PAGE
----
Deputy prime minister Luigi di Maio said EU fiscal rules have hamstrung the Italian government and worsened the country’s banking crisis. The leade
Deputy prime minister Luigi di Maio said EU fiscal rules have hamstrung the Italian government and worsened the country’s banking crisis. The leader of the populist Five Star Movement (M5S) said and the bloc is quick to send letters pointing out any breaches of regulations, which he insisted favoured stronger EU economies. But Mr di Maio warned the EU the balance of power will be shifted after May’s European elections, German newspaper Die Welt reports.
He said: ”But we do not care. In three or four months this Europe will no longer be, and those letters will stop arriving.”
Italy’s populist has been constantly battling with Brussels since taking power in June.
Rome hopes to implement sweeping changes to the Italian economy but the plans have been rejected by the EU because they smashed the bloc’s deficit reduction rules.
But Italy’s government also blames banking officials at home for the country’s economic woes.
Mr di Maio, who also heads the populist Five Star Movement, said he hoped those running the Italian central bank are not re-elected once their terms expire in May.
And he said those heading up Italian banks Popolare di Vicenza and Veneto Banca, which were forced into liquidation in 2017, were responsible for small shareholders losing all of their investment.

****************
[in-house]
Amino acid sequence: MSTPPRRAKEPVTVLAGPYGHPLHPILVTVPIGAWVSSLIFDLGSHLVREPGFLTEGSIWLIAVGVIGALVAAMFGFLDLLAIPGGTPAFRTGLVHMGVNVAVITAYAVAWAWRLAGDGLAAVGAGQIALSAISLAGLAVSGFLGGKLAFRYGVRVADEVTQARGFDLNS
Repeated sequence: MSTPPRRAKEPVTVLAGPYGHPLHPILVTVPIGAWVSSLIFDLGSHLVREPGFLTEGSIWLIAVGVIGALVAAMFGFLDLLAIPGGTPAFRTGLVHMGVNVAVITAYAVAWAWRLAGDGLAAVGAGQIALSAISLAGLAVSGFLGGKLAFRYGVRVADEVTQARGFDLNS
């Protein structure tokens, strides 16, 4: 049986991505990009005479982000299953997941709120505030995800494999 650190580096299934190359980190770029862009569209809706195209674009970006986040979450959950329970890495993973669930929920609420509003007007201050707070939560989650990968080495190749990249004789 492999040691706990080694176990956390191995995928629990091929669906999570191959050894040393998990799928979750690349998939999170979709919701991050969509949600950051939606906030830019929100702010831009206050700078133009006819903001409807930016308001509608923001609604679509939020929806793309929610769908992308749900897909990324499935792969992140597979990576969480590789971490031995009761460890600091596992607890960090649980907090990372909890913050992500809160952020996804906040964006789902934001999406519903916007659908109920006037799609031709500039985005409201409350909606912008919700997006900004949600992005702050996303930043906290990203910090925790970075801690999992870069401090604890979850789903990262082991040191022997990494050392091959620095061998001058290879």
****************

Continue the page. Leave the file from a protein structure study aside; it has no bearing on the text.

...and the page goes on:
He said: “We, who believed in the Banca Popolare di Vincenza, have been lied to.
”By politicians, by the control bodies and the banks themselves.”
Matteo Salvini, who also serves as deputy prime minister and leads the right-wing League, extended the criticism to the stock exchange supervisor Consob.
He warned: “We are in the government, because the competent authorities have not exercised their control functions.
“The boards of Consob and Banca d’Italia have to be cleared completely.”
Tensions with Brussels have soared in further in recent weeks as Italy’s leadership seeks to shift the balance of power through a populist surge at the ballot boxes.
They hope by backing eurosceptic, populist movements in countries like France, Poland, Austria and Hungary, member states traditionally on the fringe of the bloc will have more influence.
Italy’s support for the Gilets Jaunes protest movement in France has sparked a diplomatic crisis between the neighbouring nations.
Mr Di Maio recently expressed his support for the ‘Yellow Vests’ prompting the French government to pull its ambassador out of Rome.
Additional reporting by Monika Pallenberg.